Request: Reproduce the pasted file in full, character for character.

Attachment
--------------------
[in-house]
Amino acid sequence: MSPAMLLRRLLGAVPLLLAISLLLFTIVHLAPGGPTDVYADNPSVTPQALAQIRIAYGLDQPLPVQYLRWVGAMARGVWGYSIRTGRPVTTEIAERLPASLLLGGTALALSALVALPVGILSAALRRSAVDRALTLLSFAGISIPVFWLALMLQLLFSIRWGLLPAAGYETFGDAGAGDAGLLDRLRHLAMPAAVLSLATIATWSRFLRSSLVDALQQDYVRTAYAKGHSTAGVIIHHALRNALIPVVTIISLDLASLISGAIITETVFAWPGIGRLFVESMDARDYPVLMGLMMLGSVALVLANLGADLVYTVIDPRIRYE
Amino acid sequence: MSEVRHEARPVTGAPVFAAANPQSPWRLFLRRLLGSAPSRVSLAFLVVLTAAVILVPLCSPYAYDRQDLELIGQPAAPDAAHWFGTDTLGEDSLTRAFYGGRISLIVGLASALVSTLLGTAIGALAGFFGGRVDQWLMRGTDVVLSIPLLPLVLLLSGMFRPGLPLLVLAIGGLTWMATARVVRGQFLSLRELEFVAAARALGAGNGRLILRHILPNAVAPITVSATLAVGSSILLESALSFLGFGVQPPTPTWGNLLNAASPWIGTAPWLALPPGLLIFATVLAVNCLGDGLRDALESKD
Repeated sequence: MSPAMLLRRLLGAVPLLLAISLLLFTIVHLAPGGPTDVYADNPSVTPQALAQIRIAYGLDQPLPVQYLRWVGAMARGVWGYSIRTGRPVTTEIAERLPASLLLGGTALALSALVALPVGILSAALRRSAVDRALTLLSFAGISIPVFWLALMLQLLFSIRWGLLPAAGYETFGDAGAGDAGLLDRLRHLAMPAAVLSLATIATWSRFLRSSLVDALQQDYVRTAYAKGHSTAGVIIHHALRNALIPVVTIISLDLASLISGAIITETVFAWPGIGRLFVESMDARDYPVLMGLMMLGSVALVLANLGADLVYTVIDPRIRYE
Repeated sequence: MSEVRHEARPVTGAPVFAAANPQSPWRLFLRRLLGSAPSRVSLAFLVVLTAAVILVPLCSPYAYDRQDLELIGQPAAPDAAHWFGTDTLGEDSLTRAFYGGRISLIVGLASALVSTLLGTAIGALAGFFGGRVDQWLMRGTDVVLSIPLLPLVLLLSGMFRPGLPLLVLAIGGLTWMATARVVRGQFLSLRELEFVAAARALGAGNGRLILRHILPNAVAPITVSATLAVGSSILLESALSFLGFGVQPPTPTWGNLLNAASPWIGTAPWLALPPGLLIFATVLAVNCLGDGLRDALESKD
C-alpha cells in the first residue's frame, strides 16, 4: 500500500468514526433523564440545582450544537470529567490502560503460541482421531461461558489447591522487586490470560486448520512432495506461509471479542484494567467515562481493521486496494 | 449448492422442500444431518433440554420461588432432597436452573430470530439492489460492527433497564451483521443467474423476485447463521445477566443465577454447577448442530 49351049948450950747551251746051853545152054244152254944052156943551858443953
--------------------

[in-house]
Amino acid sequence: MSPAMLLRRLLGAVPLLLAISLLLFTIVHLAPGGPTDVYADNPSVTPQALAQIRIAYGLDQPLPVQYLRWVGAMARGVWGYSIRTGRPVTTEIAERLPASLLLGGTALALSALVALPVGILSAALRRSAVDRALTLLSFAGISIPVFWLALMLQLLFSIRWGLLPAAGYETFGDAGAGDAGLLDRLRHLAMPAAVLSLATIATWSRFLRSSLVDALQQDYVRTAYAKGHSTAGVIIHHALRNALIPVVTIISLDLASLISGAIITETVFAWPGIGRLFVESMDARDYPVLMGLMMLGSVALVLANLGADLVYTVIDPRIRYE
Amino acid sequence: MSEVRHEARPVTGAPVFAAANPQSPWRLFLRRLLGSAPSRVSLAFLVVLTAAVILVPLCSPYAYDRQDLELIGQPAAPDAAHWFGTDTLGEDSLTRAFYGGRISLIVGLASALVSTLLGTAIGALAGFFGGRVDQWLMRGTDVVLSIPLLPLVLLLSGMFRPGLPLLVLAIGGLTWMATARVVRGQFLSLRELEFVAAARALGAGNGRLILRHILPNAVAPITVSATLAVGSSILLESALSFLGFGVQPPTPTWGNLLNAASPWIGTAPWLALPPGLLIFATVLAVNCLGDGLRDALESKD
Repeated sequence: MSPAMLLRRLLGAVPLLLAISLLLFTIVHLAPGGPTDVYADNPSVTPQALAQIRIAYGLDQPLPVQYLRWVGAMARGVWGYSIRTGRPVTTEIAERLPASLLLGGTALALSALVALPVGILSAALRRSAVDRALTLLSFAGISIPVFWLALMLQLLFSIRWGLLPAAGYETFGDAGAGDAGLLDRLRHLAMPAAVLSLATIATWSRFLRSSLVDALQQDYVRTAYAKGHSTAGVIIHHALRNALIPVVTIISLDLASLISGAIITETVFAWPGIGRLFVESMDARDYPVLMGLMMLGSVALVLANLGADLVYTVIDPRIRYE
Repeated sequence: MSEVRHEARPVTGAPVFAAANPQSPWRLFLRRLLGSAPSRVSLAFLVVLTAAVILVPLCSPYAYDRQDLELIGQPAAPDAAHWFGTDTLGEDSLTRAFYGGRISLIVGLASALVSTLLGTAIGALAGFFGGRVDQWLMRGTDVVLSIPLLPLVLLLSGMFRPGLPLLVLAIGGLTWMATARVVRGQFLSLRELEFVAAARALGAGNGRLILRHILPNAVAPITVSATLAVGSSILLESALSFLGFGVQPPTPTWGNLLNAASPWIGTAPWLALPPGLLIFATVLAVNCLGDGLRDALESKD
C-alpha cells in the first residue's frame, strides 16, 4: 500500500468514526433523564440545582450544537470529567490502560503460541482421531461461558489447591522487586490470560486448520512432495506461509471479542484494567467515562481493521486496494 | 449448492422442500444431518433440554420461588432432597436452573430470530439492489460492527433497564451483521443467474423476485447463521445477566443465577454447577448442530 49351049948450950747551251746051853545152054244152254944052156943551858443953